Tomorrow I plan to get out and about for some sort of adventure. I may just end up doing a really long run but am not quite sure of the plan. If you have any thoughts, feel free to let me know.

Don't you go changin'.

~stubert

Thursday, June 7, 2007

The wind, it blows...

Bear Peak (in winter)

And this time, no tears.
~ Tobias F√ľnke

New format for you format luvvers:

Yesterday: Run - Cirque de Bear Peak, ~15 miles, 3 hours 15 minutes
Today: Ride - Casa del Critters (maybe), ~1 hour
Tomorrow: Run - Golden Gate Canyon State Park, 2 hours

Yesterday's run went fairly well. The wind in the foothills was nothing short of incredible. Gusts up to 90 mph and not a warm breeze to say the least. Luke, Bob and I headed out of Eldorado Springs about 6:00 and ran through the park for awhile to Eldorado Springs Trail (or something like that). Then up we went to a beautiful rolling trail that overlooked the canyon. This dropped down to Walker Ranch where we proceeded to take an unmapped road, bushwhack back to the planned road and drop down into Bear Canyon on the front side of the Flatirons.

I felt okay for the most part though Luke was really pushing the pace. We were chasing the sunlight a bit so it was good that he kept us moving at a steady clip though my heartrate was not where I wanted it to be. I think the combo of taking a couple of weeks off and allergy season have my system a little taxed. I seemed to feel better the longer we ran with the exception of very tight hamstrings and calves - probably holdovers from my hard effort on Tuesday.

We jammed down Bear and I managed to keep up with Luke pretty well which, if you haven't guessed already, is a tough chore. He just flies downhill and try as I might, I still haven't been able to keep up the whole way down Bear ever. I turned my ankle pretty well at one point but it seems to be okay, just a little sore today. My tendonitis issue seems to be behind me as I had no problems and no residual effects this morning. That is great news.

We ran South along Mesa Trail in the fading light, wary of bears and big kitties but saw none. The last mile and a half or so was on a severely overgrown trail that would have been tough to run in daylight, much less in the conditions we were experiencing post sundown. We made it back to the Eldorado Springs Pool at about 9:15. We dropped Bob back at his house and Luke and Nichole treated me to a hot shower, warm tea and yummy PB & strawberries on Bible bread. Good stuff.

The trees in Boulder took the brunt of this wind storm with several large branches and trees toppled in the road as I drove home. The weather this year has been nutty. We typically experience high winds on occasion but nothing like what we have experienced over the course of the last 6 months. Not sure what is going on but I worry about the effect of these climate changes on the flora and fauna. It is one thing to have marked change occur over the course of one's lifetime but for these changes to be coming so quickly it a bit unnerving.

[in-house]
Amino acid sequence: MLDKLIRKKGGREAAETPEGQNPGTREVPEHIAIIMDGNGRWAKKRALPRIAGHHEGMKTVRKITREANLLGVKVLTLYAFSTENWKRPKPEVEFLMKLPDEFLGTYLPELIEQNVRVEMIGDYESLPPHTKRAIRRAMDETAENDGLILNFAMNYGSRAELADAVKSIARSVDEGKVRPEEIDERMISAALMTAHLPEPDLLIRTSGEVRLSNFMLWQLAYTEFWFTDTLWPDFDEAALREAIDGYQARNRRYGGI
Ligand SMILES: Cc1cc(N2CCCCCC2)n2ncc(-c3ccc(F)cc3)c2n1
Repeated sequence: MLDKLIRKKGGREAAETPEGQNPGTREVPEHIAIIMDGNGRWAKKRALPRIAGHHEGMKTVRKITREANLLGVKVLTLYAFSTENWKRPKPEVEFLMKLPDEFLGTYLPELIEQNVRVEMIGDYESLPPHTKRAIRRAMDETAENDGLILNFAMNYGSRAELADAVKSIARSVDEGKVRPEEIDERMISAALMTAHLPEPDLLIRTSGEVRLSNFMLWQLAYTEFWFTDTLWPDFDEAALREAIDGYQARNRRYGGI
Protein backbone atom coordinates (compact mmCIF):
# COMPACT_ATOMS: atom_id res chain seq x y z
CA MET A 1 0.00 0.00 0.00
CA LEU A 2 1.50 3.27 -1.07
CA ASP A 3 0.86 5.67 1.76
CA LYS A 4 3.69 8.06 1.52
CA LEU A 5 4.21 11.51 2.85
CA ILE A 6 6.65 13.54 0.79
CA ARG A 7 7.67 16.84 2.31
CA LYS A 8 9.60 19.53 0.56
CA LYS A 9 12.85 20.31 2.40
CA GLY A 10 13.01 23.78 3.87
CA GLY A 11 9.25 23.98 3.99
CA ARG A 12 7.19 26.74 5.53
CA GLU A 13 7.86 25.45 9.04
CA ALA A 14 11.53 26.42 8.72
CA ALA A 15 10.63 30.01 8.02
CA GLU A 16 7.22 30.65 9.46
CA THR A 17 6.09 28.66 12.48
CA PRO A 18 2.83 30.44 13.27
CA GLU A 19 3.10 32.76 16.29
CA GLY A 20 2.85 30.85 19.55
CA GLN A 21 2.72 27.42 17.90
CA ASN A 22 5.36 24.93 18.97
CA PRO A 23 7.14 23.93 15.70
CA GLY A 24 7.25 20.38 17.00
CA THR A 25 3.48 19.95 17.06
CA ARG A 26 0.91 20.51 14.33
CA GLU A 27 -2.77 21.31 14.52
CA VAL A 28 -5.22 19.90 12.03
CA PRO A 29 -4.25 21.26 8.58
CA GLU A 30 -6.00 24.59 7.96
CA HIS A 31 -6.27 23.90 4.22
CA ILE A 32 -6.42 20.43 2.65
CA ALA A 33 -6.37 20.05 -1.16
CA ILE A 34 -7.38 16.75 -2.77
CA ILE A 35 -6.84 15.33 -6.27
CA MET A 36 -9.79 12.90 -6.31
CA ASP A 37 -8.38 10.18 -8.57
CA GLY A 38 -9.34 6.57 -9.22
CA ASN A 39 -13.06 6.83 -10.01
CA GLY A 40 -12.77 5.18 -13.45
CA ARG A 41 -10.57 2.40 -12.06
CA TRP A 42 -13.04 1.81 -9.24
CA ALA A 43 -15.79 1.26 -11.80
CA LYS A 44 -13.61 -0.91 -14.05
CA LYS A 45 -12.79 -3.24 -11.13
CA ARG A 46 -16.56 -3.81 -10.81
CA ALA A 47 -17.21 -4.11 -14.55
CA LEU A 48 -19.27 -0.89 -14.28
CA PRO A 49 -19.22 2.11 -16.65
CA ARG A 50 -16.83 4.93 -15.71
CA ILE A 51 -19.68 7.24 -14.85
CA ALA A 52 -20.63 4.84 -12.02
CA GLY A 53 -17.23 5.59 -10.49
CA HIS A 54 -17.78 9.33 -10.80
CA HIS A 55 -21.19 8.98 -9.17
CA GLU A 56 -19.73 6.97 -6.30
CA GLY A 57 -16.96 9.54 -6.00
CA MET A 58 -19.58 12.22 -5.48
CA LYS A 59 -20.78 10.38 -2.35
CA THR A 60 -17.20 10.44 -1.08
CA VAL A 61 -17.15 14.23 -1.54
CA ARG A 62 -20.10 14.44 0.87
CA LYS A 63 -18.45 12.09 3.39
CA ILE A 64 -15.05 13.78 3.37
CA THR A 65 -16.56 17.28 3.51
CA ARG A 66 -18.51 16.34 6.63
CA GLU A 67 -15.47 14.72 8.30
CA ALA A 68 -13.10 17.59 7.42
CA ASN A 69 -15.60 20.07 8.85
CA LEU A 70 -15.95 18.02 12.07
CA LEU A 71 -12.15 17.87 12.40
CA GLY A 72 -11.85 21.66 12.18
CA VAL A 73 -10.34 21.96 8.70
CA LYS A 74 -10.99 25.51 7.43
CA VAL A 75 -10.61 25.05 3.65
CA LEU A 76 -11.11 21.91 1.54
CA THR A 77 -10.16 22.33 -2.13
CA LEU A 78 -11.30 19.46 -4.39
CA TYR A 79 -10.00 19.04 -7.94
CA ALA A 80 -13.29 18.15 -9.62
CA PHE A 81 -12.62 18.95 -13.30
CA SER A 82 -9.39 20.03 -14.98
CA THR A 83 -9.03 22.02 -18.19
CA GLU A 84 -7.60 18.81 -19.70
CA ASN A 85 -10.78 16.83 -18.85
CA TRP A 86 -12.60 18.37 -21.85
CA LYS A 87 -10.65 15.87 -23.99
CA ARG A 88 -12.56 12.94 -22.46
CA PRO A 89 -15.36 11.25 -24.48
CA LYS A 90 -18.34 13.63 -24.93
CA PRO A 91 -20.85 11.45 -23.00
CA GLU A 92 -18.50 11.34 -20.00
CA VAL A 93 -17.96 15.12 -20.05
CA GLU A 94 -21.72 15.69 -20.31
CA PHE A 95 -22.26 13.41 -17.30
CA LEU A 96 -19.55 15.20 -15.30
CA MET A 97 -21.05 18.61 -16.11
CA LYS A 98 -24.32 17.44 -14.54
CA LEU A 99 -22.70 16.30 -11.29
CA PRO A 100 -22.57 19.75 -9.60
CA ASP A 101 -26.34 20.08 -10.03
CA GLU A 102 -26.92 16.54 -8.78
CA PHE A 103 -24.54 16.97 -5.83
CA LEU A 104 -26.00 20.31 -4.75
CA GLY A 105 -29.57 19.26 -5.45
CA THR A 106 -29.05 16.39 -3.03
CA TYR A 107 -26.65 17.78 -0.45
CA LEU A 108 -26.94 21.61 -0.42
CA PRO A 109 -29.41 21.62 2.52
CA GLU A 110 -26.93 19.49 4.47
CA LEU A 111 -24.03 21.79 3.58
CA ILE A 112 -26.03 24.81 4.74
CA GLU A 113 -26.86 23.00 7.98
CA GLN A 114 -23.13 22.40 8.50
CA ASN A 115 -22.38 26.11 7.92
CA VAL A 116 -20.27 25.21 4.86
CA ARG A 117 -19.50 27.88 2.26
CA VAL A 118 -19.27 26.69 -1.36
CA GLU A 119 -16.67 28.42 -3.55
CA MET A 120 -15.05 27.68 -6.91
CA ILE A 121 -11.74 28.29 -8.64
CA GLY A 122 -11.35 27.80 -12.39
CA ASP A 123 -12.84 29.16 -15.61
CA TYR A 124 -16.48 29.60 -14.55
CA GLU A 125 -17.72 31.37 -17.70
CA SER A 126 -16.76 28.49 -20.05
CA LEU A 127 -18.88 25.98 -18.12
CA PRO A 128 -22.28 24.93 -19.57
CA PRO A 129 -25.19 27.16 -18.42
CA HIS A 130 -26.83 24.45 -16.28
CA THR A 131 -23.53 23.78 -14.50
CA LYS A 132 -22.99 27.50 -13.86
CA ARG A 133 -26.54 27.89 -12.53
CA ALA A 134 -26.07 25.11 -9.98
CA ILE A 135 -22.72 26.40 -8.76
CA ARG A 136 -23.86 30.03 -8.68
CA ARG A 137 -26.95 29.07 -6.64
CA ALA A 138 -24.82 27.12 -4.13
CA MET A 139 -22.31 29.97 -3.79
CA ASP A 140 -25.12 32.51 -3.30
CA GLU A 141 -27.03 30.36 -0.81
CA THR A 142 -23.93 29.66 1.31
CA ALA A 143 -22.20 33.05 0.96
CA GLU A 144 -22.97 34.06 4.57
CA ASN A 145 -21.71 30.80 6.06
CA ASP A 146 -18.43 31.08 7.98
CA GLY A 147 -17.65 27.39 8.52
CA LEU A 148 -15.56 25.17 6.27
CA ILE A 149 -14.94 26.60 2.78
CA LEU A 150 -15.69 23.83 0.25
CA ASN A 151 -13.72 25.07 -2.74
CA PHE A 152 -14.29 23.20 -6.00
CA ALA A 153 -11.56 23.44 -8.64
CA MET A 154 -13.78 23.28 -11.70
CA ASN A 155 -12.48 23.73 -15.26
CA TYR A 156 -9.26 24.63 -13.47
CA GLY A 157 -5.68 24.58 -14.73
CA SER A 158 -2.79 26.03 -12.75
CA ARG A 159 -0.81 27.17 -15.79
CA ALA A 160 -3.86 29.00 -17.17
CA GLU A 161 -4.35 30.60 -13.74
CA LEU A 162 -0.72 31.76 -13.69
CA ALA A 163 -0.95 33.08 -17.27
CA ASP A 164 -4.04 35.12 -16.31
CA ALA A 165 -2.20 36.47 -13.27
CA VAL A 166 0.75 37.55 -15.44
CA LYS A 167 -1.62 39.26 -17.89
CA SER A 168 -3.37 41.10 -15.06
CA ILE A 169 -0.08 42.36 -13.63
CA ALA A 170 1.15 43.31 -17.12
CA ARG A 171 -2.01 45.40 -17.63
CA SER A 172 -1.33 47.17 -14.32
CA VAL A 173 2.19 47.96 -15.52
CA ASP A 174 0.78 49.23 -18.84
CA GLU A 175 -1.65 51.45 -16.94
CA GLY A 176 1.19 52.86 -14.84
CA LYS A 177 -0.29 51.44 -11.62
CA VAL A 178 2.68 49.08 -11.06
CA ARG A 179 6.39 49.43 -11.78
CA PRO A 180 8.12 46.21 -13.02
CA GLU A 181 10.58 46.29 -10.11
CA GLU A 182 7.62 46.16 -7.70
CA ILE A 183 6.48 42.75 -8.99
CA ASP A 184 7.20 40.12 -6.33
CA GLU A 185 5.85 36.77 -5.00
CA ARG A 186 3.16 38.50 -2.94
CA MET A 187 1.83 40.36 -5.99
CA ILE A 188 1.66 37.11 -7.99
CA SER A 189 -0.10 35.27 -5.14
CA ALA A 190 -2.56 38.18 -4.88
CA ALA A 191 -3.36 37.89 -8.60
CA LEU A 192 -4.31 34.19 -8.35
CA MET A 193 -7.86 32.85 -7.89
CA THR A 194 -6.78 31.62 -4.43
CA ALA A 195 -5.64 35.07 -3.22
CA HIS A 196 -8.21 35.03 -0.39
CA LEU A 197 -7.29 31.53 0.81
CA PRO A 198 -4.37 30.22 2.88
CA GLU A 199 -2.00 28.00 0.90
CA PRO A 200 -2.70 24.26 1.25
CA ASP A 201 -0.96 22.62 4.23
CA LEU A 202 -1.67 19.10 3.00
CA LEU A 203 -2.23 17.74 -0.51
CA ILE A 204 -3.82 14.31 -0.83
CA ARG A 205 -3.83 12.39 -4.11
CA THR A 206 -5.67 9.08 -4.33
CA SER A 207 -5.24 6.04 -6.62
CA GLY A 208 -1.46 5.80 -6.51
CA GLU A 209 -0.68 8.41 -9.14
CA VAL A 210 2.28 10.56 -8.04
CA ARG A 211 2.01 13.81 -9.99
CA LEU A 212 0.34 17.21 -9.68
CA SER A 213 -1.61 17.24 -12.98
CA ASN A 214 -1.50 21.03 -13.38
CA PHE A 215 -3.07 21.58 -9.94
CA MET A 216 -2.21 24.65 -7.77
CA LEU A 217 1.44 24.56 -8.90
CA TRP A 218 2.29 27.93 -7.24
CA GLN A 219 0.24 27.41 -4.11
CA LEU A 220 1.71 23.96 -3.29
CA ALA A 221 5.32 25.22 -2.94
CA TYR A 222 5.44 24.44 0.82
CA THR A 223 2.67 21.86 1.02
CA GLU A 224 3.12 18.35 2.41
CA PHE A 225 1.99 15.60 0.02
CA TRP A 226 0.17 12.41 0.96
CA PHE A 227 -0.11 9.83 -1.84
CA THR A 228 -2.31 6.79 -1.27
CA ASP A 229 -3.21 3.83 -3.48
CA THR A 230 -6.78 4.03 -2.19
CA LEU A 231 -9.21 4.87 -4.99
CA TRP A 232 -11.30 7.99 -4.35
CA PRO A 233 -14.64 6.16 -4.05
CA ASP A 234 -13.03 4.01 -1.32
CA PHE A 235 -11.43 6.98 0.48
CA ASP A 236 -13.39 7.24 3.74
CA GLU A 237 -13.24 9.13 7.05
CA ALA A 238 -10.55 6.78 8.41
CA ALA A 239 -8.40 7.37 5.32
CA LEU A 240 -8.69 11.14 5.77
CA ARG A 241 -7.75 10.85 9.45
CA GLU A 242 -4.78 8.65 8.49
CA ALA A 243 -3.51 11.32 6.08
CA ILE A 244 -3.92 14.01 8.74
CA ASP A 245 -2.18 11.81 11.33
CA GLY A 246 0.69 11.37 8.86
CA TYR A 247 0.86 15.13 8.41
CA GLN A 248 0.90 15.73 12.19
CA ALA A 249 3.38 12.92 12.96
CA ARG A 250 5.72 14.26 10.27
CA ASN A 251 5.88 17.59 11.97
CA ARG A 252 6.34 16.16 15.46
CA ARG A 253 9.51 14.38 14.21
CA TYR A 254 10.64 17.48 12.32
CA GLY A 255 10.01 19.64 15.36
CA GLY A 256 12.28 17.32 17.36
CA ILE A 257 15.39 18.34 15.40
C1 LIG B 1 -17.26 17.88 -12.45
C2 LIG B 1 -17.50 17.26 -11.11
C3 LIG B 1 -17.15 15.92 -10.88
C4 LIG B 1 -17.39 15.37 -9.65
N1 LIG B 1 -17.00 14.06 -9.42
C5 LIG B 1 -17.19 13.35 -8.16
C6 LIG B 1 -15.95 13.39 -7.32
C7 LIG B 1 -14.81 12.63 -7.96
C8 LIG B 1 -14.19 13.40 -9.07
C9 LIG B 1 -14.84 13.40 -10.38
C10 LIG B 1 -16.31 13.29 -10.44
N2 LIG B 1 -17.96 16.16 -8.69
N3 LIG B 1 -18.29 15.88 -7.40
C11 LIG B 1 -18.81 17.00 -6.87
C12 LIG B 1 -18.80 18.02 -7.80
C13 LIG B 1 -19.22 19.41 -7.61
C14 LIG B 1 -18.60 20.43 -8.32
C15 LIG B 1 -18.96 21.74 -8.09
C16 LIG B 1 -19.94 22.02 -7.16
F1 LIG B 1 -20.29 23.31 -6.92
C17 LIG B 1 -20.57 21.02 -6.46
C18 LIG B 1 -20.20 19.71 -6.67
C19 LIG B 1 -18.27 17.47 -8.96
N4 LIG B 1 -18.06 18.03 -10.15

And I leave you with a poem written by Marge Piercy sent to me by Pete:

What can they do
to you? Whatever they want.
They can set you up, they can
bust you, they can break
your fingers, they can
burn your brain with electricity,
blur you with drugs till you
can t walk, can’t remember, they can
take your child, wall up
your lover. They can do anything
you can’t blame them
from doing. How can you stop
them? Alone, you can fight,
you can refuse, you can
take what revenge you can
but they roll over you.

But two people fighting
back to back can cut through
a mob, a snake-dancing file
can break a cordon, an army
can meet an army.

Two people can keep each other
sane, can give support, conviction,
love, massage, hope, sex.
Three people are a delegation,
a committee, a wedge. With four
you can play bridge and start
an organization. With six
you can rent a whole house,
eat pie for dinner with no
seconds, and hold a fundraising party.
A dozen make a demonstration.
A hundred fill a hall.
A thousand have solidarity and your own newsletter;
ten thousand, power and your own paper;
a hundred thousand, your own media;
ten million, your own country.

It goes on one at a time,
it starts when you care
to act, it starts when you do
it again after they said no,
it starts when you say We
and know who you mean, and each
day you mean one more.

See you out there.

~stubert

Tuesday, June 5, 2007

Back on my own two feets...

Time is an abstract concept created by carbon-based life forms to monitor their ongoing decay. ~ Thunderclese

Hmmm.... I seem to have misplaced a day there.

Rach and I spent Sunday morning volunteering at the Colorado House Rabbit Society cleaning bunny cages. For those unfamiliar with the wonderful world of bunnies, this is an organization that connects long-eared critters with new owners. Hilarity usually ensues.

The Broomfiled chapter is currently home to approximately 150 little guys and girls looking for good homes. Rach spends quite a lot of her time working with COHRS: Linking up prospective families with critters, caring for and feeding the little munchkins, cleaning cages, coordinating volunteers and educating the public about how to care for their critters. The little guys seem to appreciate it.

Post bunny-excitement, the rest of the day was spent procrastinating my ride which was then cut short by a standard afternoon thunderstorm. I should know better than to wait so long to get out on the bike but somehow the day slipped away. Luke and Nichole then hosted a kickass bar-b-que which featured great company and a mean game of horseshoes. Luke still throws like a girl in case you were wondering.